--Gottfried Helms 11:04, 17 May 2013 (UTC)
I avoid opening downloaded Microsoft Word documents (they're not safe...). Even OEIS Wiki doesn't support .doc (nor any other MS Office formats for the same reason) uploads! Check https://oeis.org/wiki/Special:Upload
Permitted file types: bmp, c, cc, eps, gif, gz, java, jpeg, jpg, mid, mp, mp3, nb, pdf, png, ps, rtf, svg, tex, tiff, txt.
Daniel Forgues 22:24, 17 May 2013 (UTC)
Daniel, I've inserted a rtf-version in the zip. (It's nearly the same contents - I did not work much on the text today) Gottfried --Gottfried Helms 19:40, 18 May 2013 (UTC)
You are welcome to add ideas from your article to the tetration article. The article needs more contributions, it is far from complete: for example, it needs a well-defined definition for a rational height [of a power tower], if its ever possible! — Daniel Forgues 03:15, 19 May 2013 (UTC)

## A bit of Intuition for "complex heights"

In the section for "complex heights" we find a simple word: "how?".

I had dealt with that question sometimes explicitely; perhaps the two following links illustrate how such a thing can be understood.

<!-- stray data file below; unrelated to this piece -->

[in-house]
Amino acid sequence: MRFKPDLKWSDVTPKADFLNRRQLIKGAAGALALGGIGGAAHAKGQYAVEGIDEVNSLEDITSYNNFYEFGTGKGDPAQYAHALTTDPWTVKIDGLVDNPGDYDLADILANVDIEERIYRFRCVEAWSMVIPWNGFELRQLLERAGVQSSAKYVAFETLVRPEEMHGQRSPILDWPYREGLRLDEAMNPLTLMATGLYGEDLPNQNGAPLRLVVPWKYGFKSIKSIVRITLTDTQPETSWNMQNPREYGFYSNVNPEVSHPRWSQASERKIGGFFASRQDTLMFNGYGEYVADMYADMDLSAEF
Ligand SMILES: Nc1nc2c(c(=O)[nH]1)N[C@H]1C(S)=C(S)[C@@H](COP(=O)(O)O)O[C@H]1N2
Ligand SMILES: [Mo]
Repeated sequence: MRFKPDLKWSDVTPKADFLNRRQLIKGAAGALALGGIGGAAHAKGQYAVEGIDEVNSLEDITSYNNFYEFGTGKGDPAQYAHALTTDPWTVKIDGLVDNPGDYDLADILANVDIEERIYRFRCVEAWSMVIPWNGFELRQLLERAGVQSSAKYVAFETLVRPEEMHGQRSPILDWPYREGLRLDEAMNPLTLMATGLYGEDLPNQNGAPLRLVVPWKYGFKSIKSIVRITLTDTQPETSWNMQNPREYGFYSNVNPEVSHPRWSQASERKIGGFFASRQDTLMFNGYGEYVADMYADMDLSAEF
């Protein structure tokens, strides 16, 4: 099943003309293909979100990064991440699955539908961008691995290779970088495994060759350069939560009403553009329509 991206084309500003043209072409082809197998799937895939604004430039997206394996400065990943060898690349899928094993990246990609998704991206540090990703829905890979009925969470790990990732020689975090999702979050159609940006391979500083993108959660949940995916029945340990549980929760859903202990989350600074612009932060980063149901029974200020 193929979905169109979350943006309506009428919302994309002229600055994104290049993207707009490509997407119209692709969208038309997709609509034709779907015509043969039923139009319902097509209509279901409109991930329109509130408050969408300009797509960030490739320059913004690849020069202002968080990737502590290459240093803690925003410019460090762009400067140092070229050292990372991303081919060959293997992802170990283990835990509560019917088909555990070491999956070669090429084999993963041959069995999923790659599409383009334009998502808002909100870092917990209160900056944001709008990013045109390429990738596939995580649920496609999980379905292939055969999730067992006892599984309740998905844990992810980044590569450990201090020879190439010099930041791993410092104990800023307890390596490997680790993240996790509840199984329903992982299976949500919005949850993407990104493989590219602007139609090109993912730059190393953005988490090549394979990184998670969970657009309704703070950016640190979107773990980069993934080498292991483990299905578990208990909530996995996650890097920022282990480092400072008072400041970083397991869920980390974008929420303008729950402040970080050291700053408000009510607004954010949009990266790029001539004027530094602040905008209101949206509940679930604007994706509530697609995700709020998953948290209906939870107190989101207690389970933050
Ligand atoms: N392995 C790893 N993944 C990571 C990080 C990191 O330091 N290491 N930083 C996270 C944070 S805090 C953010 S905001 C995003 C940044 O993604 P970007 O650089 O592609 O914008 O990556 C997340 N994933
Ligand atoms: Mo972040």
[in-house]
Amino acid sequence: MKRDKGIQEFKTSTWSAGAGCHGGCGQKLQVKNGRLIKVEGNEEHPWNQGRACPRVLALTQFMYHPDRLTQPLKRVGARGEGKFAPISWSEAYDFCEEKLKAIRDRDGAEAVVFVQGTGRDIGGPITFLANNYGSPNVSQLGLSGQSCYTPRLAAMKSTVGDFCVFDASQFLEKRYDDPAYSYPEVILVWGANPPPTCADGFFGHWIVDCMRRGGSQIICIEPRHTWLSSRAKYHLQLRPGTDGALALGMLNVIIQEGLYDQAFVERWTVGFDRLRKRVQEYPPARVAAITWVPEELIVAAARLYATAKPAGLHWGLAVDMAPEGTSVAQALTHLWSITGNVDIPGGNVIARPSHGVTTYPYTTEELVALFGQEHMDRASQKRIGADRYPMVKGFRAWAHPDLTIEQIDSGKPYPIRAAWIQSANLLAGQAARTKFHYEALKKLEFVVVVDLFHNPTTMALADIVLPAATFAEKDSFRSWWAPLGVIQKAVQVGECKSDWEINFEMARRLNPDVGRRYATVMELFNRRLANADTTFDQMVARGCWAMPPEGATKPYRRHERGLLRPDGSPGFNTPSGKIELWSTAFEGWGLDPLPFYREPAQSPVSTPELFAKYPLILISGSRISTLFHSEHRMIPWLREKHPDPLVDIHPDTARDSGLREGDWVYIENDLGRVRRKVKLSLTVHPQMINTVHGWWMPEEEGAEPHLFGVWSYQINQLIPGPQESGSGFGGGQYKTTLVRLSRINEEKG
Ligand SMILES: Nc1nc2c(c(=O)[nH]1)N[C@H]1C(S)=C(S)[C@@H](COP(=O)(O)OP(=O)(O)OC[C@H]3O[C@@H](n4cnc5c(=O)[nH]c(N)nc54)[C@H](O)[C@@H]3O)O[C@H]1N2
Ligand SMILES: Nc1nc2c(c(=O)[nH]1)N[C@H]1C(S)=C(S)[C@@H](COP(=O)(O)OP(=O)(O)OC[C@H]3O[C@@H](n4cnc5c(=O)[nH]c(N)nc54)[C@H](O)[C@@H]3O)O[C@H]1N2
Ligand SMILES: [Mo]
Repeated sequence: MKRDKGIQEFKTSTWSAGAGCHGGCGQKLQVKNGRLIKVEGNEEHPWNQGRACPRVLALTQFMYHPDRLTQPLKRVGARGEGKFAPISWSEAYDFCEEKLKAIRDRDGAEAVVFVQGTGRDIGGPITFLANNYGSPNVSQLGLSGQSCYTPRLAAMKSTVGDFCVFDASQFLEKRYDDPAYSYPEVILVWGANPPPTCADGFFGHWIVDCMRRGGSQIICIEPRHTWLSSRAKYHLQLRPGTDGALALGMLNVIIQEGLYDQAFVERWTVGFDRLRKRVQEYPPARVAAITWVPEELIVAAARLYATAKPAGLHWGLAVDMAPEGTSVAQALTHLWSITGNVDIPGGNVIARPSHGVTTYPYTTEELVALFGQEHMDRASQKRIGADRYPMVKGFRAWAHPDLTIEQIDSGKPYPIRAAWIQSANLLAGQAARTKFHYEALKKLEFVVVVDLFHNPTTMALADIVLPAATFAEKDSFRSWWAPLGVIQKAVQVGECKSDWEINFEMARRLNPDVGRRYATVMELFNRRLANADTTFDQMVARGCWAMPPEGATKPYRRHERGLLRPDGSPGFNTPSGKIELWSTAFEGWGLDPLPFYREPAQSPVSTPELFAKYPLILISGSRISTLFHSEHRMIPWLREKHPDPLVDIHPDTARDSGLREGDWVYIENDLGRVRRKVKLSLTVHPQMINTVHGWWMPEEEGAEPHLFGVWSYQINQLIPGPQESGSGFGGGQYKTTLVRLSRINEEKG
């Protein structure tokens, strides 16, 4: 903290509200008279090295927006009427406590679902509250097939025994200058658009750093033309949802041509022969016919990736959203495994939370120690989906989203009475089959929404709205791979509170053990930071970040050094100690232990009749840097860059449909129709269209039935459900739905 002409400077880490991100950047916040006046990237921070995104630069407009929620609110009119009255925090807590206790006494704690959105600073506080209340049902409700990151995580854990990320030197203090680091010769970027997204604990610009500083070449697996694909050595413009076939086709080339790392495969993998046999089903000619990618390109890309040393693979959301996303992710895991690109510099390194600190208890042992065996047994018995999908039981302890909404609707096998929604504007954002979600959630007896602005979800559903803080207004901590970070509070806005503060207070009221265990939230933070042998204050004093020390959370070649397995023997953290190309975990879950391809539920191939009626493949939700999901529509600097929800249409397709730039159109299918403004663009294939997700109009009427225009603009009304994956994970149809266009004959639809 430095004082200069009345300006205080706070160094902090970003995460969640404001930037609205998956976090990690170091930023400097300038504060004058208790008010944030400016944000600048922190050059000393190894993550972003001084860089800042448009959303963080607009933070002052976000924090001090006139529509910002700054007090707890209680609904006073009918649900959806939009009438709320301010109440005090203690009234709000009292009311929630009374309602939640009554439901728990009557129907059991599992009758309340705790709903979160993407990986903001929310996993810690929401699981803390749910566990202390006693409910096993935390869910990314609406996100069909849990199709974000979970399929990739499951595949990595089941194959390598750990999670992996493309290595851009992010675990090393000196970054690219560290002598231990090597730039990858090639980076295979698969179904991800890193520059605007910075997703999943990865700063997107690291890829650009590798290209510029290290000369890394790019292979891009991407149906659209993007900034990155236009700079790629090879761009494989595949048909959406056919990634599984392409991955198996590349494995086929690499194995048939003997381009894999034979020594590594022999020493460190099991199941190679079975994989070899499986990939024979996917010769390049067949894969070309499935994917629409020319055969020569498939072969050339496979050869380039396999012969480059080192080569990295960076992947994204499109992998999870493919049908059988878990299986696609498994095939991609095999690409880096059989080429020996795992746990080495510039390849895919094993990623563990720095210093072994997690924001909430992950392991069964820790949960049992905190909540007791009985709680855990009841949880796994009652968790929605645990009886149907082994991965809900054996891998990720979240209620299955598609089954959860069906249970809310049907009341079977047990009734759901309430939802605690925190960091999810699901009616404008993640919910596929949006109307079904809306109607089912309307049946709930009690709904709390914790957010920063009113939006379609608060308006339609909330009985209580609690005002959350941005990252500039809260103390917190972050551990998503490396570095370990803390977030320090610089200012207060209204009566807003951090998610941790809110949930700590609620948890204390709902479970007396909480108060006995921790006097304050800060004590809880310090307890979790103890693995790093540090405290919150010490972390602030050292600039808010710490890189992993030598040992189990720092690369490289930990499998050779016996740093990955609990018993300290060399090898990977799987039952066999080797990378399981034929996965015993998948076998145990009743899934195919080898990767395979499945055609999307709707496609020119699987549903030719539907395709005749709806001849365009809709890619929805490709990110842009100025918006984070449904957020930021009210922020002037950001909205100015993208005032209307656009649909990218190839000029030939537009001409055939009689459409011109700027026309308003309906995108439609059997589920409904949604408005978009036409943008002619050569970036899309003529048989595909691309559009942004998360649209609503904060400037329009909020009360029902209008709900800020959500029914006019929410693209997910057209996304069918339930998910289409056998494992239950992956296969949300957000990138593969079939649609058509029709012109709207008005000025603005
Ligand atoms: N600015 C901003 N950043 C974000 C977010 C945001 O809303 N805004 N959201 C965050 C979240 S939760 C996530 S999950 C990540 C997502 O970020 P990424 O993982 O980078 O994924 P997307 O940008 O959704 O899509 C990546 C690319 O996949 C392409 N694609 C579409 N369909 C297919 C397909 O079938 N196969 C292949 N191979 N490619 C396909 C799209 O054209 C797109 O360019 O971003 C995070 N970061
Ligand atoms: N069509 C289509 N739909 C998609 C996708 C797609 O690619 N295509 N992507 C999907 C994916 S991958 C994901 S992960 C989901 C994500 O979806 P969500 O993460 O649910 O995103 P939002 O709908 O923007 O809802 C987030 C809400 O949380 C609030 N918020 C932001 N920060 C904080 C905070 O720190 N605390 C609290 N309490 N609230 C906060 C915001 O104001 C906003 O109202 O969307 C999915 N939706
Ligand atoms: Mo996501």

In the first example I discuss (as an exercise) the iteration of the function f(x)=1/(1+x) and find explicite expression for the height parameter in the formula for the powerseries/rational expression as a simple argument similar like a monomial, where then the formal "h" can get a fractional and then also a complex value. See http://go.helms-net.de/math/tetdocs/FracIterAltGeom.htm mainly section 3) and 5) .

Next example: I discuss this in the consideration of tetration with a small base in the complex plane. The trajectory made a continuously increased real height h can describe a rotation/spiral in the complex plane towards the fixpoint (in the case if is not the infinity). Then a "complex height" of iteration simply takes another direction; and in case of a spiral for real height iteration one full winding of the curve might be short-cuttet by a little complex height iteration which is vertical to the spiralic trajectory made by real heights only. See par 1.5 and 1.7 in http://go.helms-net.de/math/tetdocs/Base004.htm

Gottfried --Gottfried Helms 22:49, 18 May 2013 (UTC)